Parents: Say This, Not That

by | Mar 22, 2018 | Advice for Parents

It’s tough to be a parent of a teenager. Period. We get it! Most Campus Bound counselors are parents ourselves, and many have been through the college admissions process with our own kids. Even those of us who haven’t gone through it ourselves have been working with teens and families long enough to know how stressful this time can be.

Sometimes, when things are difficult, it can be helpful to take a step back and really think about how we, ourselves, may be contributing to the problem. It can also be helpful to seek outside advice from an expert to gain some perspective.


In this blog, we hope we can provide some guidance about what things are helpful to say to your teens during the college admissions process, and which things are less helpful.


Don’t say…”Don’t worry,” or ignore their feelings.

The college process can be VERY stressful for teenagers, and though you may mean well by saying, “Don’t worry,” unless you follow up with a more thoughtful conversation about what exactly their worries are and why, it isn’t helpful.


Don’t say…”I know what’s best for you.”

Perhaps you do; perhaps you don’t. Making mistakes is part of living and learning, and it’s definitely part of being a teenager. I know what you might be thinking…”…but this is the rest of their lives we are talking about and they are making a huge mistake!” Well, frankly, you can offer help and encouragement and get professional advice or help, but ultimately, it’s their life and teens don’t typically respond well to orders.


Do say, “I love you no matter what.”

They may be surly, they may be moody, they may not be your biggest fan at the moment, but you still need to be theirs. You can’t say it to them enough. Phrases like, “I care about you and want to help you through this,” or “That college would have been lucky to have you; it’s their loss,” mean a great deal during this time, where disappointment, uncertainty and frustration are rampant.


Do say, “How can I help?”

Rather than assuming you know how you can help your child through the college process, what about asking them? A simple question like, “How can I help?” or “Is there anything I can take off your plate to make things easier for you?” still make it clear that the student is in control of their own process (essential!) but also that you care.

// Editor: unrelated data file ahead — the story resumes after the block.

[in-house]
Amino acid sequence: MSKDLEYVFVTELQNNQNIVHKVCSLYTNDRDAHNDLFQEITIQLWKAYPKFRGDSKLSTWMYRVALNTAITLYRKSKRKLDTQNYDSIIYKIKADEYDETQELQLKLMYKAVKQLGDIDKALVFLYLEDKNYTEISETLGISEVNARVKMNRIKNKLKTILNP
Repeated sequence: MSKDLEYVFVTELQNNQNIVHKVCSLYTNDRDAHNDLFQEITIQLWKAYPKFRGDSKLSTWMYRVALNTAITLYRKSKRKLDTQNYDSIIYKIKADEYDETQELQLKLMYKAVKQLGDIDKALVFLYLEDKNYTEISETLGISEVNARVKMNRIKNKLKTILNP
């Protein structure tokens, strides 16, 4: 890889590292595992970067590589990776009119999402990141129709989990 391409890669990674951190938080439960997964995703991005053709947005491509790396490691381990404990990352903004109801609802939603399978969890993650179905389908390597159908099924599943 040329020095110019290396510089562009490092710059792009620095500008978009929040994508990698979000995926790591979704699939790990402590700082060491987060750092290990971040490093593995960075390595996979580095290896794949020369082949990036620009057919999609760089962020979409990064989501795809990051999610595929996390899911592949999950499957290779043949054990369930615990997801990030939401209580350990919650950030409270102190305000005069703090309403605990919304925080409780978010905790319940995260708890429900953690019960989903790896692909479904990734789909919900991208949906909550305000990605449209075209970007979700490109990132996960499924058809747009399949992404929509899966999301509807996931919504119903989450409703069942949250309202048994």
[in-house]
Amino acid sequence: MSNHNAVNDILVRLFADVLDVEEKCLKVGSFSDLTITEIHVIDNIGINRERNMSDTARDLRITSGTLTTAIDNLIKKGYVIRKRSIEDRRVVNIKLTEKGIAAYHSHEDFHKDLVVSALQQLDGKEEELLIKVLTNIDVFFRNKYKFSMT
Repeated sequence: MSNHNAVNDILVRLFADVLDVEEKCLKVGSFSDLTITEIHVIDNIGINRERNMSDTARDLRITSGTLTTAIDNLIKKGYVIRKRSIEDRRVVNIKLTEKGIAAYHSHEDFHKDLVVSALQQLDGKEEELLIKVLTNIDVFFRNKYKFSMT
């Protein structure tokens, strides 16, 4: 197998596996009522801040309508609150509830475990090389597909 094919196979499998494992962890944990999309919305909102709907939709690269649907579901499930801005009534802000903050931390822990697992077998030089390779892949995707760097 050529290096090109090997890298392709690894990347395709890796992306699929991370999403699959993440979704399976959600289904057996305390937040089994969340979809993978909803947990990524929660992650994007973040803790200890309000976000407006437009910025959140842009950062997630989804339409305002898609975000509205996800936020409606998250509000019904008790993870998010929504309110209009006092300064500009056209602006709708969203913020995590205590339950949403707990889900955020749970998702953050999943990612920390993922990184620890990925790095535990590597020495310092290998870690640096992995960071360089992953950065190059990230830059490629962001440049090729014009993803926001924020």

Do say, “It’s not where you go, but what you do when you get there.”

It’s old advice, but it’s true, and saying this to your teen is telling them a few important things: 1. It’s not an inanimate object that will make you successful… it’s you. 2. I believe you can do it. 3. It’s important to me that you make the most of whatever college you attend, and 4. No one college (or thing) can make you happy. All of these are important life lessons that can be conveyed by having this talk with your kids.


The college process can be stressful and overwhelming. We get it! But, with the right attitude, it can also be fun, and an opportunity to work alongside your teen and get to know them better. However, if personalities aren’t clicking, and either you or your teen aren’t making progress, perhaps it’s time to call in the professionals. One thing we often hear from clients is, “When we hired Campus Bound, it felt like a giant weight was taken off our shoulders and we could enjoy the process.” That is, indeed, our goal.


If you think Campus Bound can help you, please email us at or call us at 888-843-5560.

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